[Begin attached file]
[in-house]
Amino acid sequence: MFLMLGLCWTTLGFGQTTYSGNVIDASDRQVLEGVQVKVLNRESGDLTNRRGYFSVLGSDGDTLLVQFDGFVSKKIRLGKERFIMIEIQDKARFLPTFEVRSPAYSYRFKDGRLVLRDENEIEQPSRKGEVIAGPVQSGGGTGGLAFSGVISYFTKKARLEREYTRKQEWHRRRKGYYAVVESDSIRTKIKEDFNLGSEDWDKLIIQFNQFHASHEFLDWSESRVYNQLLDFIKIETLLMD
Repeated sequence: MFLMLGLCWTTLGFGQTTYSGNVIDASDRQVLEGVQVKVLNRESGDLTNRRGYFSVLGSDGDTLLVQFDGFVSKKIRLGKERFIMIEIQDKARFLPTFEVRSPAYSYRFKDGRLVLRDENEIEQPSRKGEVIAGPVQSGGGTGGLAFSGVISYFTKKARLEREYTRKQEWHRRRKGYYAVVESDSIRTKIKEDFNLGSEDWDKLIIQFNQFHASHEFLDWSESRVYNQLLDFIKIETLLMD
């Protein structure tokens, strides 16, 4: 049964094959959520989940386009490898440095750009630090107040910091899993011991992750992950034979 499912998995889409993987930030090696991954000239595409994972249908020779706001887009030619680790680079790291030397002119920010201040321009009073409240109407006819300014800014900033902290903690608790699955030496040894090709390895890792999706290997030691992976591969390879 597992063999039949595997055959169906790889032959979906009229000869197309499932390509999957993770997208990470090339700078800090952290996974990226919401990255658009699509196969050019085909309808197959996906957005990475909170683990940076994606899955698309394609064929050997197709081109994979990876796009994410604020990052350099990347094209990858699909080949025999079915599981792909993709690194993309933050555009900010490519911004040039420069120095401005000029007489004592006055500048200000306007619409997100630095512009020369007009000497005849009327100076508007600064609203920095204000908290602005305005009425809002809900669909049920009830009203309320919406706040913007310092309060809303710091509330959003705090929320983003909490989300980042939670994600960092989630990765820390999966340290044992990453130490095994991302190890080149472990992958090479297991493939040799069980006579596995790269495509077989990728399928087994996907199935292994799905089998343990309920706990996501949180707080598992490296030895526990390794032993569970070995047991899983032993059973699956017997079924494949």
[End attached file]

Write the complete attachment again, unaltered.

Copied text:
[in-house]
Amino acid sequence: MFLMLGLCWTTLGFGQTTYSGNVIDASDRQVLEGVQVKVLNRESGDLTNRRGYFSVLGSDGDTLLVQFDGFVSKKIRLGKERFIMIEIQDKARFLPTFEVRSPAYSYRFKDGRLVLRDENEIEQPSRKGEVIAGPVQSGGGTGGLAFSGVISYFTKKARLEREYTRKQEWHRRRKGYYAVVESDSIRTKIKEDFNLGSEDWDKLIIQFNQFHASHEFLDWSESRVYNQLLDFIKIETLLMD
Repeated sequence: MFLMLGLCWTTLGFGQTTYSGNVIDASDRQVLEGVQVKVLNRESGDLTNRRGYFSVLGSDGDTLLVQFDGFVSKKIRLGKERFIMIEIQDKARFLPTFEVRSPAYSYRFKDGRLVLRDENEIEQPSRKGEVIAGPVQSGGGTGGLAFSGVISYFTKKARLEREYTRKQEWHRRRKGYYAVVESDSIRTKIKEDFNLGSEDWDKLIIQFNQFHASHEFLDWSESRVYNQLLDFIKIETLLMD
């Protein structure tokens, strides 16, 4: 049964094959959520989940386009490898440095750009630090107040910091899993011991992750992950034979 499912998995889409993987930030090696991954000239595409994972249908020779706001887009030619680790680079790291030397002119920010201040321009009073409240109407006819300014800014900033902290903690608790699955030496040894090709390895890792999706290997030691992976591969390879 597992063999039949595997055959169906790889032959979906009229000869197309499932390509999957993770997208990470090339700078800090952290996974990226919401990255658009699509196969050019085909309808197959996906957005990475909170683990940076994606899955698309394609064929050997197709081109994979990876796009994410604020990052350099990347094209990858699909080949025999079915599981792909993709690194993309933050555009900010490519911004040039420069120095401005000029007489004592006055500048200000306007619409997100630095512009020369007009000497005849009327100076508007600064609203920095204000908290602005305005009425809002809900669909049920009830009203309320919406706040913007310092309060809303710091509330959003705090929320983003909490989300980042939670994600960092989630990765820390999966340290044992990453130490095994991302190890080149472990992958090479297991493939040799069980006579596995790269495509077989990728399928087994996907199935292994799905089998343990309920706990996501949180707080598992490296030895526990390794032993569970070995047991899983032993059973699956017997079924494949």